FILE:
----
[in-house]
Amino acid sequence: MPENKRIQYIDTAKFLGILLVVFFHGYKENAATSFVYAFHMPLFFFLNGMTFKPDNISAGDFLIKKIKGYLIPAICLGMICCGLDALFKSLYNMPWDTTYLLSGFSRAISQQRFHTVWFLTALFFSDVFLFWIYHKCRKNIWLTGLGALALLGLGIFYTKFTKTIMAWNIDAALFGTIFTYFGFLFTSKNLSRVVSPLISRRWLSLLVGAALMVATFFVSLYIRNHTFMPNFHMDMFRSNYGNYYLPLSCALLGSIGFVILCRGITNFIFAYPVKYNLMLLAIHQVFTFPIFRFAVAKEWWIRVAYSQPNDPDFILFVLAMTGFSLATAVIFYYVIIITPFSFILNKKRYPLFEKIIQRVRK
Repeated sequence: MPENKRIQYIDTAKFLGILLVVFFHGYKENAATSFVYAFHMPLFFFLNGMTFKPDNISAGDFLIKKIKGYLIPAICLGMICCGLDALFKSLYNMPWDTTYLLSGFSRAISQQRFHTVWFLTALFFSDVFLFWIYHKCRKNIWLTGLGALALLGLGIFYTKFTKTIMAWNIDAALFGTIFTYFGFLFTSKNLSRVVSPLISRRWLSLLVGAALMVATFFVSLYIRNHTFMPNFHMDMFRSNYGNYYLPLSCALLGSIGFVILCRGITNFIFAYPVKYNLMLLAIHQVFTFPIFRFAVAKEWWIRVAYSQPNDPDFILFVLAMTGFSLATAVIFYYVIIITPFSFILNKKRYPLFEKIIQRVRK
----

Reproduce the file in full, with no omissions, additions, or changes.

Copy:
[in-house]
Amino acid sequence: MPENKRIQYIDTAKFLGILLVVFFHGYKENAATSFVYAFHMPLFFFLNGMTFKPDNISAGDFLIKKIKGYLIPAICLGMICCGLDALFKSLYNMPWDTTYLLSGFSRAISQQRFHTVWFLTALFFSDVFLFWIYHKCRKNIWLTGLGALALLGLGIFYTKFTKTIMAWNIDAALFGTIFTYFGFLFTSKNLSRVVSPLISRRWLSLLVGAALMVATFFVSLYIRNHTFMPNFHMDMFRSNYGNYYLPLSCALLGSIGFVILCRGITNFIFAYPVKYNLMLLAIHQVFTFPIFRFAVAKEWWIRVAYSQPNDPDFILFVLAMTGFSLATAVIFYYVIIITPFSFILNKKRYPLFEKIIQRVRK
Repeated sequence: MPENKRIQYIDTAKFLGILLVVFFHGYKENAATSFVYAFHMPLFFFLNGMTFKPDNISAGDFLIKKIKGYLIPAICLGMICCGLDALFKSLYNMPWDTTYLLSGFSRAISQQRFHTVWFLTALFFSDVFLFWIYHKCRKNIWLTGLGALALLGLGIFYTKFTKTIMAWNIDAALFGTIFTYFGFLFTSKNLSRVVSPLISRRWLSLLVGAALMVATFFVSLYIRNHTFMPNFHMDMFRSNYGNYYLPLSCALLGSIGFVILCRGITNFIFAYPVKYNLMLLAIHQVFTFPIFRFAVAKEWWIRVAYSQPNDPDFILFVLAMTGFSLATAVIFYYVIIITPFSFILNKKRYPLFEKIIQRVRK